Cambridge researchers develop new VR system to view cancer cells in 3D

Scientists at Cambridge have been reported to develop a virtual reality three-dimensional model of cancer that will allow viewers to observing every detail in the tumor cells from every angle, eventually helping in the discovery of new treatments.

Greg Hannon, Director, Cancer Research UK Cambridge Institute, has been reported by reliable sources to say that the layout of a tumor has never before been examined at such a level before. He added that this is a new way of looking at cancer.

According to sources, researchers began the study with biopsy of a one-millimeter cubed piece of breast cancer tissue that contained approximately 1,00,000 cells. Wafer thin slices of the piece were cut out and stained with markers to highlight their DNA characteristics and molecular make-up. Virtual reality was used to rebuild the tumor and facilitate multiple viewers from anywhere in the world to examine it. Remarkably, the human tissue sample was no bigger than a pinhead but in the VR headsets, the tissue sample could be magnified manifold and viewed as several meters across.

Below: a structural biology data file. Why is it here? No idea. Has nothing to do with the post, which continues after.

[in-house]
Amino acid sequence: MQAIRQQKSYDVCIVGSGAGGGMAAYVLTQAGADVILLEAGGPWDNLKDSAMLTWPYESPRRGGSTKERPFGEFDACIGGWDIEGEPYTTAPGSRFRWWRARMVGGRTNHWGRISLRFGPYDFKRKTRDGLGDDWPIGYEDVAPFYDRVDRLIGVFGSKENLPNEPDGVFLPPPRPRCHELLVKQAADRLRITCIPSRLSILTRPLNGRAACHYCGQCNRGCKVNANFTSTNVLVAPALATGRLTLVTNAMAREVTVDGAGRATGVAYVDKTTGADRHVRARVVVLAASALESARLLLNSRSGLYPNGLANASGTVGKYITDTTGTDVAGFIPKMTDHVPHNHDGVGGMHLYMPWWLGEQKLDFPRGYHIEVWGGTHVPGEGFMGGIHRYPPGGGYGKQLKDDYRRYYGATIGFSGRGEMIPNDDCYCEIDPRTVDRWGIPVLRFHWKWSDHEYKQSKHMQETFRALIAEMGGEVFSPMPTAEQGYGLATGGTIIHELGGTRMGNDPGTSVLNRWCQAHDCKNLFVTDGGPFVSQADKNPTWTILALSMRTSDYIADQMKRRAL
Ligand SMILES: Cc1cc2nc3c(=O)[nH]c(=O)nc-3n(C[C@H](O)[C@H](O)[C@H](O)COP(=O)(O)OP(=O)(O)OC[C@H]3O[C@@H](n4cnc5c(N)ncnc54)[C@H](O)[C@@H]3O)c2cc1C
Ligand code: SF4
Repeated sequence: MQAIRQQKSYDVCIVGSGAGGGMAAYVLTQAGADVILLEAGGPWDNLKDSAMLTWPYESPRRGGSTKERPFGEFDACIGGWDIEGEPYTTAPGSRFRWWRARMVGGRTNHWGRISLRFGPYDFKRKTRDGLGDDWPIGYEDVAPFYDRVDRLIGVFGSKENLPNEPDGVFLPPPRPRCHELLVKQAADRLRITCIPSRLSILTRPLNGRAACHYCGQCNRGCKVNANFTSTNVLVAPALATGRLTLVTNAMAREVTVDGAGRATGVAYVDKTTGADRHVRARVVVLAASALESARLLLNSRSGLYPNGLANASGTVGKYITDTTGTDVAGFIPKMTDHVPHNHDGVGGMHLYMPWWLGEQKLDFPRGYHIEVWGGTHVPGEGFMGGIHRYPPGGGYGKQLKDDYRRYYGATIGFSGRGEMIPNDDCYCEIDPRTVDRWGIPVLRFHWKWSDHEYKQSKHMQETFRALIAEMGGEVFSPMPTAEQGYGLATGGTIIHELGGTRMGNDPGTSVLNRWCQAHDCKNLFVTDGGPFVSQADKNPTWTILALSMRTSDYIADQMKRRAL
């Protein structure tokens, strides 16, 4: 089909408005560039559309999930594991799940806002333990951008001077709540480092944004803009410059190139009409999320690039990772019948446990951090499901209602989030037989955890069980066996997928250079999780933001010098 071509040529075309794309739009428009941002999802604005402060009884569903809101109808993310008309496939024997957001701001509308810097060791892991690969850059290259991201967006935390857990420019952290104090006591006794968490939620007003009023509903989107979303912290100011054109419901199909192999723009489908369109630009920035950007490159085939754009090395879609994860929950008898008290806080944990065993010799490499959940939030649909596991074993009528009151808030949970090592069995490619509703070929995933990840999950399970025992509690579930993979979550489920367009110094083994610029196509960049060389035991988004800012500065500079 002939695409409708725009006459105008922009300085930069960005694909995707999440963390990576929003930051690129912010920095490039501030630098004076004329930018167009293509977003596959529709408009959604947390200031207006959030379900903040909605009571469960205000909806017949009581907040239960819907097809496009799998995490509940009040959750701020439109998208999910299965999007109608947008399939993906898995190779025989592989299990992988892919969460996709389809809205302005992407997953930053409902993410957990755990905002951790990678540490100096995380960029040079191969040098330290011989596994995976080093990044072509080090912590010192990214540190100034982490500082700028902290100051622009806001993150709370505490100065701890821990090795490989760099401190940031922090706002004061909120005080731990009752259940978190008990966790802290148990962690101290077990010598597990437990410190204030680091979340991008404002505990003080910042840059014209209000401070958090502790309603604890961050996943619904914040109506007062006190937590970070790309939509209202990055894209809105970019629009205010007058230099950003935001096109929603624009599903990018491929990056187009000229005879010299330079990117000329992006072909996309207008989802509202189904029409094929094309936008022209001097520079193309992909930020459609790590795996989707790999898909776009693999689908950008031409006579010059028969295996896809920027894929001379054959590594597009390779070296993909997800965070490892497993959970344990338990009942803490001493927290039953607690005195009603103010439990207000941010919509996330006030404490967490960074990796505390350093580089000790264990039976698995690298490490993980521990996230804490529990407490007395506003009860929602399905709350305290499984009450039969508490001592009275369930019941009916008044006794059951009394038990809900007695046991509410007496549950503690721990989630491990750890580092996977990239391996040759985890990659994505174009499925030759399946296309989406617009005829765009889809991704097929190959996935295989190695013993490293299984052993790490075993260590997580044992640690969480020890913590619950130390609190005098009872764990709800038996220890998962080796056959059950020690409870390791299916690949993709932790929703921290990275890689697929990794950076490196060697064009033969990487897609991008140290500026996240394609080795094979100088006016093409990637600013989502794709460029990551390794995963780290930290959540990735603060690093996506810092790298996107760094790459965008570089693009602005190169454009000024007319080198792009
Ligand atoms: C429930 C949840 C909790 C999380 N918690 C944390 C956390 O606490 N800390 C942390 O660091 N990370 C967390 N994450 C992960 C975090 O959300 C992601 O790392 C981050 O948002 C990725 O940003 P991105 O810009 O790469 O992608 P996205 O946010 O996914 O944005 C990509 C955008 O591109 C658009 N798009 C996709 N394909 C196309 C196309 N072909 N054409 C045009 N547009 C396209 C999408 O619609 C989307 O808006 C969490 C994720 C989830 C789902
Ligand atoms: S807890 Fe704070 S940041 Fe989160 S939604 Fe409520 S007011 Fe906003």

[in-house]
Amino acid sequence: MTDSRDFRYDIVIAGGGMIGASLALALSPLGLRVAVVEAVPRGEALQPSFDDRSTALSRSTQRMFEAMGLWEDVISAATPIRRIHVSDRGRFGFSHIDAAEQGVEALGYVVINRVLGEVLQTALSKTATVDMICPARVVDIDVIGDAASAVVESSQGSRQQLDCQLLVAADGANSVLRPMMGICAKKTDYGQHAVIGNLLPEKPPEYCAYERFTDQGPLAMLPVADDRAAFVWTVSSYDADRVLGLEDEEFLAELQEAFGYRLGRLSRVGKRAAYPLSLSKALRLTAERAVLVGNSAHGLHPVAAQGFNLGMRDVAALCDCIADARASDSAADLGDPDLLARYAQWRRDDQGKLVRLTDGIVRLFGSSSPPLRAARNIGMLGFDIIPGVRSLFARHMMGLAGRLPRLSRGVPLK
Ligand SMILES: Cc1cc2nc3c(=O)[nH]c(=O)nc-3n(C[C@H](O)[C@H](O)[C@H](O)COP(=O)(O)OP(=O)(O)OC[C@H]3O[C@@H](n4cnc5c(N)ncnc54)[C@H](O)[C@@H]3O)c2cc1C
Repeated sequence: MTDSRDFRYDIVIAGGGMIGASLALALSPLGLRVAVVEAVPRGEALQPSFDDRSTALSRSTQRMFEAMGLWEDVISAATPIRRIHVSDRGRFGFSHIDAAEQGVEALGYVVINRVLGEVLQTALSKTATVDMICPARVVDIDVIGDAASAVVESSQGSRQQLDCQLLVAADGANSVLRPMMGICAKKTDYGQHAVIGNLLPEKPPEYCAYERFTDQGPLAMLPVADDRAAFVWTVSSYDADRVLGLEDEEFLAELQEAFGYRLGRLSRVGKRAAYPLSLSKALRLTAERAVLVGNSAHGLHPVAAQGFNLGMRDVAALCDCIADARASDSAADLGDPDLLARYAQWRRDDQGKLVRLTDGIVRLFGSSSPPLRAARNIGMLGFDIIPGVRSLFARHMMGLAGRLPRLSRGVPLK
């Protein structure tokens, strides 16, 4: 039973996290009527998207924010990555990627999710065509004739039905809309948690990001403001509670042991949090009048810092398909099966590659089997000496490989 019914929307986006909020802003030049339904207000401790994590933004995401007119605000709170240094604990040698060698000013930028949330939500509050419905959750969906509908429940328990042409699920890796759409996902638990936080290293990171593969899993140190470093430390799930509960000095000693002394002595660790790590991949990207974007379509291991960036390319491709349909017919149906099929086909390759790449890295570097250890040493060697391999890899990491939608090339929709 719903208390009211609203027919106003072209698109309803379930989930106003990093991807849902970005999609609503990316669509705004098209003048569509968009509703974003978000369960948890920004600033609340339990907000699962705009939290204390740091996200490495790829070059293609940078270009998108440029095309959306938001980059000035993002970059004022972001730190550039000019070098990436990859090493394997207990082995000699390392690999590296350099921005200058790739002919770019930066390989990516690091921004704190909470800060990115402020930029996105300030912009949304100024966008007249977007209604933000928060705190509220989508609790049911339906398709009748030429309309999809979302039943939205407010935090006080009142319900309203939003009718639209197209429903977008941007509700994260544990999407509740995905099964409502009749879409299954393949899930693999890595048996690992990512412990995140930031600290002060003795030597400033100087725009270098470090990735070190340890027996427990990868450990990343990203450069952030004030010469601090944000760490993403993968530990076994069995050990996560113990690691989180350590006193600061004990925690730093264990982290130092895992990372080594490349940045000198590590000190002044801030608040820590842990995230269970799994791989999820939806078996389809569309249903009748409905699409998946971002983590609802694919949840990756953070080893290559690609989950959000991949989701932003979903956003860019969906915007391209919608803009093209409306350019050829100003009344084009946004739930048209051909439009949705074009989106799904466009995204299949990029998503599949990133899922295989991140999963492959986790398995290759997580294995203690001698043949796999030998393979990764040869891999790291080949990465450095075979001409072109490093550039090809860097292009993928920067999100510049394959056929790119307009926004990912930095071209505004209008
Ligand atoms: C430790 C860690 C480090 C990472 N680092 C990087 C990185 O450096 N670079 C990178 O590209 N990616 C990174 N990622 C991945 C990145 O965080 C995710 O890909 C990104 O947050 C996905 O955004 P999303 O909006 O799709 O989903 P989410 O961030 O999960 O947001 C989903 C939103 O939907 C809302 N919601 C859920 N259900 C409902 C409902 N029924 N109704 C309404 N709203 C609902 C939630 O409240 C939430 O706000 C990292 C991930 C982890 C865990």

Karen Vousden, chief scientist at Cancer Research UK Cambridge Institute has been quoted to say that understanding the mechanism of the interaction between cancer cells and that with healthy tissues is critical in the development of new therapies that can potentially treat cancer.

The BBCreports that Prof. Karen Vousden administrates a lab at the Francis CrickInstitute in London that is devoted to the examination of specific genes thathelp in the protection against cancer and what can happen when these genes gowrong.

Greg Hannon further underlined the importance of the new VR technology by pointing out a group of tumor cells that have flowed out of the breast milk ducts. He said that this might indicate at the juncture where the cancer starts to spread to surrounding tissue and 3D examination can allow the determination of the moment cancer starts to spread, a factor crucial to the treatment of cancer.